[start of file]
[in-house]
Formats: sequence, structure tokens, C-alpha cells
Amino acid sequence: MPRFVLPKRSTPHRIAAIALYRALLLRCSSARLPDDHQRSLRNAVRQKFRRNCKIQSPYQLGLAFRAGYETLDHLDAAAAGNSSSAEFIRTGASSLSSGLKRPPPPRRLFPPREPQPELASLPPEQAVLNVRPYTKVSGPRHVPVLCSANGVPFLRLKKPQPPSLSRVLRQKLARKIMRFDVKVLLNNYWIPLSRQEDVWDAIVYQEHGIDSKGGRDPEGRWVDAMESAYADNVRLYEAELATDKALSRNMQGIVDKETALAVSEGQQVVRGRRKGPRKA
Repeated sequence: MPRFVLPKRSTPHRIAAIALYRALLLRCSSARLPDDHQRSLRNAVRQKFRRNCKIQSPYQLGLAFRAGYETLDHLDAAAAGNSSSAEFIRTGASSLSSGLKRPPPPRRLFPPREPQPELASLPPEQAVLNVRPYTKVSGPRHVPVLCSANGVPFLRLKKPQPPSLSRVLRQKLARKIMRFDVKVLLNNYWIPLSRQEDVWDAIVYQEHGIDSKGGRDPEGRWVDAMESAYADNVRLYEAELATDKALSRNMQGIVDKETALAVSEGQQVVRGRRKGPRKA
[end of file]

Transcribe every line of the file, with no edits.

[in-house]
Formats: sequence, structure tokens, C-alpha cells
Amino acid sequence: MPRFVLPKRSTPHRIAAIALYRALLLRCSSARLPDDHQRSLRNAVRQKFRRNCKIQSPYQLGLAFRAGYETLDHLDAAAAGNSSSAEFIRTGASSLSSGLKRPPPPRRLFPPREPQPELASLPPEQAVLNVRPYTKVSGPRHVPVLCSANGVPFLRLKKPQPPSLSRVLRQKLARKIMRFDVKVLLNNYWIPLSRQEDVWDAIVYQEHGIDSKGGRDPEGRWVDAMESAYADNVRLYEAELATDKALSRNMQGIVDKETALAVSEGQQVVRGRRKGPRKA
Repeated sequence: MPRFVLPKRSTPHRIAAIALYRALLLRCSSARLPDDHQRSLRNAVRQKFRRNCKIQSPYQLGLAFRAGYETLDHLDAAAAGNSSSAEFIRTGASSLSSGLKRPPPPRRLFPPREPQPELASLPPEQAVLNVRPYTKVSGPRHVPVLCSANGVPFLRLKKPQPPSLSRVLRQKLARKIMRFDVKVLLNNYWIPLSRQEDVWDAIVYQEHGIDSKGGRDPEGRWVDAMESAYADNVRLYEAELATDKALSRNMQGIVDKETALAVSEGQQVVRGRRKGPRKA